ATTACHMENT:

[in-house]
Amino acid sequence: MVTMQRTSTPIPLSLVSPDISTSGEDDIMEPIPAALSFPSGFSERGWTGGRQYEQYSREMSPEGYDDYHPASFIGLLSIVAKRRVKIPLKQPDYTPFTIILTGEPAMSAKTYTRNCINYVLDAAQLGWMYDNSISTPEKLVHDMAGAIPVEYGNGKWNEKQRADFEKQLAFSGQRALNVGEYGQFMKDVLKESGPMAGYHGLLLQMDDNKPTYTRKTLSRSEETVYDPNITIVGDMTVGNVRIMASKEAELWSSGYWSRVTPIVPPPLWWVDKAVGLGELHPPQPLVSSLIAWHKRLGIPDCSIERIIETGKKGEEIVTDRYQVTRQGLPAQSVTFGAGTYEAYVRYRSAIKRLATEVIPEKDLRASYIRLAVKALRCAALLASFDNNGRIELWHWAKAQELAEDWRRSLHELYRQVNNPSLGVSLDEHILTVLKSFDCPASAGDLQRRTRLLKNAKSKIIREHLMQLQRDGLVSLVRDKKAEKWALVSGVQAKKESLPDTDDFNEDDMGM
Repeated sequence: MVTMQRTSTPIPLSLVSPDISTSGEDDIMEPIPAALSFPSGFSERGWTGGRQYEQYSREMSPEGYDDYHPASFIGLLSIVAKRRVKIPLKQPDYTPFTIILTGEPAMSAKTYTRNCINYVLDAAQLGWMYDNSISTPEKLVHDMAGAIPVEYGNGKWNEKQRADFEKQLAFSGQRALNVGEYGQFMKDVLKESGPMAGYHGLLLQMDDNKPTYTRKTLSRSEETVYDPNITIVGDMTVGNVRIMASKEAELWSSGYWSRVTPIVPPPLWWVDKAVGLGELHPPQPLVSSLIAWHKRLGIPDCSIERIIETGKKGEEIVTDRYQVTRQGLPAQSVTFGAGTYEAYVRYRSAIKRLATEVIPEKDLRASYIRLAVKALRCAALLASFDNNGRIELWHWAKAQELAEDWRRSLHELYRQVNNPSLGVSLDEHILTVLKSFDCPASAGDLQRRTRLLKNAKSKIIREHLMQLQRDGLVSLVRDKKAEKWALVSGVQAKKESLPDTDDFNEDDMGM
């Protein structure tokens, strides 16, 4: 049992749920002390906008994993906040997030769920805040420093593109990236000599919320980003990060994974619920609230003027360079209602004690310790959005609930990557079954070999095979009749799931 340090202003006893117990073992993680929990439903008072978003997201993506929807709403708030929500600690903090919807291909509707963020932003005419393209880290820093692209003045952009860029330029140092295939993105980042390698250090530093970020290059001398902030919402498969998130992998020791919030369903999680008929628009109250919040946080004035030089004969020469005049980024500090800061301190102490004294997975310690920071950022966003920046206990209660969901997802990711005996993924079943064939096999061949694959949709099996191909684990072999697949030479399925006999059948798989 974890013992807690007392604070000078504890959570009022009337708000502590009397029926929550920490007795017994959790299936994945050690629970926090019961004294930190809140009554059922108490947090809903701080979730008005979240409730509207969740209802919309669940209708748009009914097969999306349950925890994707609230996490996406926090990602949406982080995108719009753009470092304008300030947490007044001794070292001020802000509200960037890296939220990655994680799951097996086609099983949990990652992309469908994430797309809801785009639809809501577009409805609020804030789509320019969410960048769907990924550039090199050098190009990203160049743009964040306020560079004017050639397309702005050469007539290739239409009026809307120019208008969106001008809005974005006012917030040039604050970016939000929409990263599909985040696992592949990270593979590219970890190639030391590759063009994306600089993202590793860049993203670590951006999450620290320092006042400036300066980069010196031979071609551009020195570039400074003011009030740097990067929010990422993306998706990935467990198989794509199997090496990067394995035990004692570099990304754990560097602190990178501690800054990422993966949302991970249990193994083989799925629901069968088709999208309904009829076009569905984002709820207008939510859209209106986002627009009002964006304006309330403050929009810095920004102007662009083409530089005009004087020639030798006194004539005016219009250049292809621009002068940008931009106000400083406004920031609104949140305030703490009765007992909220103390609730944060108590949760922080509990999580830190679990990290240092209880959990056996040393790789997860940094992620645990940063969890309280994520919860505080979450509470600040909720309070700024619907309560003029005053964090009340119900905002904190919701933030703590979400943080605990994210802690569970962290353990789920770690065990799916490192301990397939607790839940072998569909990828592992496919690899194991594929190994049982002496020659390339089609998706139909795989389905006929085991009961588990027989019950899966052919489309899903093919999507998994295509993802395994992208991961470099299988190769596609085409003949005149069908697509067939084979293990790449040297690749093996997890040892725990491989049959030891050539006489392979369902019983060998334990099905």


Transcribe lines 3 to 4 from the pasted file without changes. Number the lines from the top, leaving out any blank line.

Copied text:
Repeated sequence: MVTMQRTSTPIPLSLVSPDISTSGEDDIMEPIPAALSFPSGFSERGWTGGRQYEQYSREMSPEGYDDYHPASFIGLLSIVAKRRVKIPLKQPDYTPFTIILTGEPAMSAKTYTRNCINYVLDAAQLGWMYDNSISTPEKLVHDMAGAIPVEYGNGKWNEKQRADFEKQLAFSGQRALNVGEYGQFMKDVLKESGPMAGYHGLLLQMDDNKPTYTRKTLSRSEETVYDPNITIVGDMTVGNVRIMASKEAELWSSGYWSRVTPIVPPPLWWVDKAVGLGELHPPQPLVSSLIAWHKRLGIPDCSIERIIETGKKGEEIVTDRYQVTRQGLPAQSVTFGAGTYEAYVRYRSAIKRLATEVIPEKDLRASYIRLAVKALRCAALLASFDNNGRIELWHWAKAQELAEDWRRSLHELYRQVNNPSLGVSLDEHILTVLKSFDCPASAGDLQRRTRLLKNAKSKIIREHLMQLQRDGLVSLVRDKKAEKWALVSGVQAKKESLPDTDDFNEDDMGM
């Protein structure tokens, strides 16, 4: 049992749920002390906008994993906040997030769920805040420093593109990236000599919320980003990060994974619920609230003027360079209602004690310790959005609930990557079954070999095979009749799931 340090202003006893117990073992993680929990439903008072978003997201993506929807709403708030929500600690903090919807291909509707963020932003005419393209880290820093692209003045952009860029330029140092295939993105980042390698250090530093970020290059001398902030919402498969998130992998020791919030369903999680008929628009109250919040946080004035030089004969020469005049980024500090800061301190102490004294997975310690920071950022966003920046206990209660969901997802990711005996993924079943064939096999061949694959949709099996191909684990072999697949030479399925006999059948798989 974890013992807690007392604070000078504890959570009022009337708000502590009397029926929550920490007795017994959790299936994945050690629970926090019961004294930190809140009554059922108490947090809903701080979730008005979240409730509207969740209802919309669940209708748009009914097969999306349950925890994707609230996490996406926090990602949406982080995108719009753009470092304008300030947490007044001794070292001020802000509200960037890296939220990655994680799951097996086609099983949990990652992309469908994430797309809801785009639809809501577009409805609020804030789509320019969410960048769907990924550039090199050098190009990203160049743009964040306020560079004017050639397309702005050469007539290739239409009026809307120019208008969106001008809005974005006012917030040039604050970016939000929409990263599909985040696992592949990270593979590219970890190639030391590759063009994306600089993202590793860049993203670590951006999450620290320092006042400036300066980069010196031979071609551009020195570039400074003011009030740097990067929010990422993306998706990935467990198989794509199997090496990067394995035990004692570099990304754990560097602190990178501690800054990422993966949302991970249990193994083989799925629901069968088709999208309904009829076009569905984002709820207008939510859209209106986002627009009002964006304006309330403050929009810095920004102007662009083409530089005009004087020639030798006194004539005016219009250049292809621009002068940008931009106000400083406004920031609104949140305030703490009765007992909220103390609730944060108590949760922080509990999580830190679990990290240092209880959990056996040393790789997860940094992620645990940063969890309280994520919860505080979450509470600040909720309070700024619907309560003029005053964090009340119900905002904190919701933030703590979400943080605990994210802690569970962290353990789920770690065990799916490192301990397939607790839940072998569909990828592992496919690899194991594929190994049982002496020659390339089609998706139909795989389905006929085991009961588990027989019950899966052919489309899903093919999507998994295509993802395994992208991961470099299988190769596609085409003949005149069908697509067939084979293990790449040297690749093996997890040892725990491989049959030891050539006489392979369902019983060998334990099905």